The childhood game “He loves me, he loves me not” early on sets the parameters for what we can expect in our future adult relationships: Either the object of our affection truly loves us or they simply don't. Even as adults, we still experience doubt about any major life decision, including intimate relationships, which is inevitable but healthy. Now, according to a recent study published in the journal of International Economic Review, scientists claim to have found a fool-proof way to give us clear empirical evidence about whether we have found our perfect match by asking two key questions:

  1. How happy are you in your marriage relative to how happy you would be if you weren't in the marriage?
  2. How do you think your spouse answered that question?

They challenged psychologist Arthur Aron’s 36 questions test, which claims it can make you more likely to fall in love with a stranger. The test explains that by asking a stranger personal questions, then answering those questions yourself, you create intimacy, making you more susceptible to fall in love.

Those exhaustive but effective 36 questions can be narrowed down to the two simple ones mentioned above, argue economists Leora Friedberg and Steven Stern, at the University of Virginia. The researchers analyzed data from a relationship survey of over 4,200 couples that was originally conducted in the 1980s. The respondents were asked to rate their answers on a scale of “much worse” to “much better.” The couples were then asked the same questions six years later to see how their answers had changed over time.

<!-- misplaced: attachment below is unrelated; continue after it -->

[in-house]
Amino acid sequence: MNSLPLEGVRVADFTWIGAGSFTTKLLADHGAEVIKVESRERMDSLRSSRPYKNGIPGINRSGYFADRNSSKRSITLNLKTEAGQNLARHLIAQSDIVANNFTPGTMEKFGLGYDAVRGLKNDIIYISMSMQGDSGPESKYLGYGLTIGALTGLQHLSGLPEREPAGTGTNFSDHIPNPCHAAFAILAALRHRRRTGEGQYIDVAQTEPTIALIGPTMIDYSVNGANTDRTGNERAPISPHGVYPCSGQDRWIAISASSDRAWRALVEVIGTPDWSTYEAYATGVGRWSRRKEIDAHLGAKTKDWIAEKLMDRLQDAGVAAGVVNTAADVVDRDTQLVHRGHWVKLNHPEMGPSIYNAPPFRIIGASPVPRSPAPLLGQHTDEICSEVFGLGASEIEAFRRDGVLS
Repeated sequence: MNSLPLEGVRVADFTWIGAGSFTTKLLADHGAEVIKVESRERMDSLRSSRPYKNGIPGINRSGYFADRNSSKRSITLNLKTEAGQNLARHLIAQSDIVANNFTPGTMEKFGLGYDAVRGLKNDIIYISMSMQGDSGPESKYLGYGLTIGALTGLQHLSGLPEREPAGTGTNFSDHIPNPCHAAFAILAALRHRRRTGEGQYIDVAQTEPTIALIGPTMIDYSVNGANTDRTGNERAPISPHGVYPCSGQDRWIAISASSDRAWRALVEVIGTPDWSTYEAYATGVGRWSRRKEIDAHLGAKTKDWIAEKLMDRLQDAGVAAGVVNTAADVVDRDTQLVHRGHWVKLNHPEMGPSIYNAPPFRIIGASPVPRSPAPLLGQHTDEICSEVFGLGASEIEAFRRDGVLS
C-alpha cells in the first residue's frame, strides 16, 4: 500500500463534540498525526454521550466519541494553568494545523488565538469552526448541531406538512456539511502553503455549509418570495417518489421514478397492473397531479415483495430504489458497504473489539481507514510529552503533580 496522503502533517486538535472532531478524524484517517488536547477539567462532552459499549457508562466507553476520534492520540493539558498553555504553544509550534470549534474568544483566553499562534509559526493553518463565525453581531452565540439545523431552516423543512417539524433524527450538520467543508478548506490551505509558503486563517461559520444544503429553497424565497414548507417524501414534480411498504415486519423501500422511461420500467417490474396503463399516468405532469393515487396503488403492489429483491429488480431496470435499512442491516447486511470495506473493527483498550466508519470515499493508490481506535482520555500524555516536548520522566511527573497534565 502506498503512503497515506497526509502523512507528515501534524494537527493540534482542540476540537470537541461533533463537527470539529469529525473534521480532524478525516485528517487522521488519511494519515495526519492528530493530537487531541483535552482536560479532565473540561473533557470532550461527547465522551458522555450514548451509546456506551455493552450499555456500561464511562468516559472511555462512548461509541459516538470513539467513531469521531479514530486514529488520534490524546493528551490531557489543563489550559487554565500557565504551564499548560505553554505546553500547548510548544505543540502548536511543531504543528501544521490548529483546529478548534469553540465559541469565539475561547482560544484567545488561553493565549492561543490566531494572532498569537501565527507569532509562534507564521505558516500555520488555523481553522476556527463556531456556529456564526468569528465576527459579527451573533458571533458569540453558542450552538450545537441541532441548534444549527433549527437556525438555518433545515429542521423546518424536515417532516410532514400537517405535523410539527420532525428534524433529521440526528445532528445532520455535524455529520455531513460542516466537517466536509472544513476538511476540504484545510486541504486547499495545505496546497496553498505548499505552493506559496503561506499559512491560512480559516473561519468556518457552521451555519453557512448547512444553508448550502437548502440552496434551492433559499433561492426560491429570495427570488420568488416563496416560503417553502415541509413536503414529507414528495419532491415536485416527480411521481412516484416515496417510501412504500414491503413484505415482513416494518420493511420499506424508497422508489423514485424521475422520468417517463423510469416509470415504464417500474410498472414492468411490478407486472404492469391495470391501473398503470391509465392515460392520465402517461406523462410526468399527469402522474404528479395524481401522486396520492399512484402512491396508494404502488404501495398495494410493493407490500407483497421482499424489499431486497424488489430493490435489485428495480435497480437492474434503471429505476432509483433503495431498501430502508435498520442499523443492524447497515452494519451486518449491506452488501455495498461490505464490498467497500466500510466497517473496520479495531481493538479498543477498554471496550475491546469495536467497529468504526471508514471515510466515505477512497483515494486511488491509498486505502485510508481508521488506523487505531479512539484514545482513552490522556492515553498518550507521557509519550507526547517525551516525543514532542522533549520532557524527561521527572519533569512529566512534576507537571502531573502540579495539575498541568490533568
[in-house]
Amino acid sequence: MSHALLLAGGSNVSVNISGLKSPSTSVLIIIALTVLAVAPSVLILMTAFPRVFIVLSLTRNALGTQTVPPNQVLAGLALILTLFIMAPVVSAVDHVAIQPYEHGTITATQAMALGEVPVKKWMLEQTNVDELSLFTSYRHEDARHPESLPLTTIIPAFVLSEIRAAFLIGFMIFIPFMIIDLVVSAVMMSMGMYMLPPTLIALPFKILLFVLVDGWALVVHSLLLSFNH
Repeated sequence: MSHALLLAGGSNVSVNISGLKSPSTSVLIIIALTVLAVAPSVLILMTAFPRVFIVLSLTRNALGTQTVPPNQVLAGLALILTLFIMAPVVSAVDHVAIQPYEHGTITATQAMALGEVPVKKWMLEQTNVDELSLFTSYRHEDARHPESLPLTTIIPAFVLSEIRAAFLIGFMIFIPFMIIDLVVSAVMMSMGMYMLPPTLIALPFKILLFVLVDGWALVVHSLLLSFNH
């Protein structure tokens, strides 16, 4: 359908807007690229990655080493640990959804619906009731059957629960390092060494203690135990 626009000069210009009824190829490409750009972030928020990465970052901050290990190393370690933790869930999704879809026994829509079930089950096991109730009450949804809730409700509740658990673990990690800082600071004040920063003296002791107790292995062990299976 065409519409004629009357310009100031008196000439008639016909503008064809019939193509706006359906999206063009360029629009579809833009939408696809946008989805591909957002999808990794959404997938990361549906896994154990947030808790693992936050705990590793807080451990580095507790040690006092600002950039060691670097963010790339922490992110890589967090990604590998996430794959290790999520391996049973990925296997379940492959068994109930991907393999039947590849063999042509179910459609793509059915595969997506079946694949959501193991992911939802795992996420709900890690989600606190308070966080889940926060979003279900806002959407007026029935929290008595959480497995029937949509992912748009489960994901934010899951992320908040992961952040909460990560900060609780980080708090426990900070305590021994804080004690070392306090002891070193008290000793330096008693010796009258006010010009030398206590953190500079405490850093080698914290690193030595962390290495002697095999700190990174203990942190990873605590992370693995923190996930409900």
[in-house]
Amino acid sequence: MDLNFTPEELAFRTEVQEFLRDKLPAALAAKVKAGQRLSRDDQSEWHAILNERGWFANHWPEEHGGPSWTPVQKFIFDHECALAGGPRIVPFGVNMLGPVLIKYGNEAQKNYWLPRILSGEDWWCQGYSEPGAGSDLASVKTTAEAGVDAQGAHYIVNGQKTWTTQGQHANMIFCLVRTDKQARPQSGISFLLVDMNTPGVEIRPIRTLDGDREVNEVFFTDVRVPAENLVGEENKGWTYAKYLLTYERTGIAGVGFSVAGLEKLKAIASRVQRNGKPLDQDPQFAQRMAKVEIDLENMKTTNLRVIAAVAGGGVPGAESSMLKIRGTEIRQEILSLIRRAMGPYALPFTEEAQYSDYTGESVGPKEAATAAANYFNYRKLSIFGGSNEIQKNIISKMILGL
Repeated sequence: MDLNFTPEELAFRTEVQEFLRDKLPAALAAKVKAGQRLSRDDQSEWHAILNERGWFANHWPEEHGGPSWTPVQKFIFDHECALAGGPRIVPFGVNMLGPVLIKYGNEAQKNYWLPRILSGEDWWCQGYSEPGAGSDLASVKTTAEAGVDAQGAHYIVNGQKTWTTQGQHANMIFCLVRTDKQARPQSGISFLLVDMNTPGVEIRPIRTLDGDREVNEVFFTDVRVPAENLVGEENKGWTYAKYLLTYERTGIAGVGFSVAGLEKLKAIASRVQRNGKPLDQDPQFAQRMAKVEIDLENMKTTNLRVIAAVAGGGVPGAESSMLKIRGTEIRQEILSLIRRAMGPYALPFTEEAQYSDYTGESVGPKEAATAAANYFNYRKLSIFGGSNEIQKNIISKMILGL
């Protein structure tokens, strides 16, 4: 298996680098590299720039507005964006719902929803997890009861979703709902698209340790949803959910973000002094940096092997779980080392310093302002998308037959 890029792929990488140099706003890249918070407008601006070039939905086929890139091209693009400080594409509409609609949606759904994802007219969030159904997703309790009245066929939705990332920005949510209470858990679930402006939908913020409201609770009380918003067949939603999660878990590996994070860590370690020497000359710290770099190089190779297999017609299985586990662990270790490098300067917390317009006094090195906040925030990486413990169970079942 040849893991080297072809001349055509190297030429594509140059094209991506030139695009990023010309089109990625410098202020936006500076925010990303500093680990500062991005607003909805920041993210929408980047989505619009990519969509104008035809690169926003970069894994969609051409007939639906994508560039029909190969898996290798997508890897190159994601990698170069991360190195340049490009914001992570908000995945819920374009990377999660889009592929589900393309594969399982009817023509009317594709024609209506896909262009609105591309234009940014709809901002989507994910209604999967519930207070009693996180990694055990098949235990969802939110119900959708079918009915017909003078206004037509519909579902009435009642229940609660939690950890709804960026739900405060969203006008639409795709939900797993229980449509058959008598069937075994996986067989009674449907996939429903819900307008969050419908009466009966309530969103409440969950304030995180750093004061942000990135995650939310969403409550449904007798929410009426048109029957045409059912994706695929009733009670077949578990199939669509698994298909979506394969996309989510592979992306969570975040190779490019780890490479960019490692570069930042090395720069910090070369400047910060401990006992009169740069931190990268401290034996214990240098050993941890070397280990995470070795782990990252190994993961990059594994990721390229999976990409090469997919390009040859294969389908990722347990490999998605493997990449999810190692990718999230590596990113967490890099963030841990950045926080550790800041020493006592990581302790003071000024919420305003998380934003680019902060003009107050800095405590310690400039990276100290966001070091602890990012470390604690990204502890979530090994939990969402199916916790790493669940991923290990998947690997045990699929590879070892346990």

The findings revealed that those who thought they would be no worse off single in the first round of questions were more likely to have broken up by the second round six years later. Surprisingly, partners who overestimated their spouse’s happiness were even more likely to be divorced after six years than those who simply said they might be happier unmarried. Less than half of the participants were able to accurately identify how their partner felt about their relationship. About seven percent of the couples surveyed had a divorce six years later.

Friedberg and Stern believe this provides a new kind of evidence that bargaining takes place. This is the idea that the more a spouse overestimates their partner’s happiness, the more likely he or she will bargain too hard and make a mistake. For example, Stern said: “If I believe my wife is really happy in the marriage, I might push her to do more chores or contribute a larger portion of the family income. If, unbeknownst to me, she’s actually just lukewarm about the marriage, or she’s got a really good-looking guy who is interested in her, she may decide those demands are the last straw, and decide a divorce would be a better option for her,” The Independent reported.

While these are simple questions, the answers can speak volumes about a relationship. Friedberg and Stern’s main advice for couples is to “pick your battle,” because driving a hard bargain all the time will only push your partner away. This means there has to be some give-and-take in a relationship from both partners for a successful union.

The secret to a happy relationship and a happy marriage may just be getting to know how your partner feels about the relationship. The best way to know how they feel? Just ask.

Source: Friedberg L and Stern S. Marriage, Divorce, and Asymmetric Information. International Economic Review. 2015.

Aron A, Aron EN, Bator RJ et al. The Experimental Generation of Interpersonal Closeness: A Procedure and Some Preliminary Findings. Personality and Social Psychology Bulletin. 1997.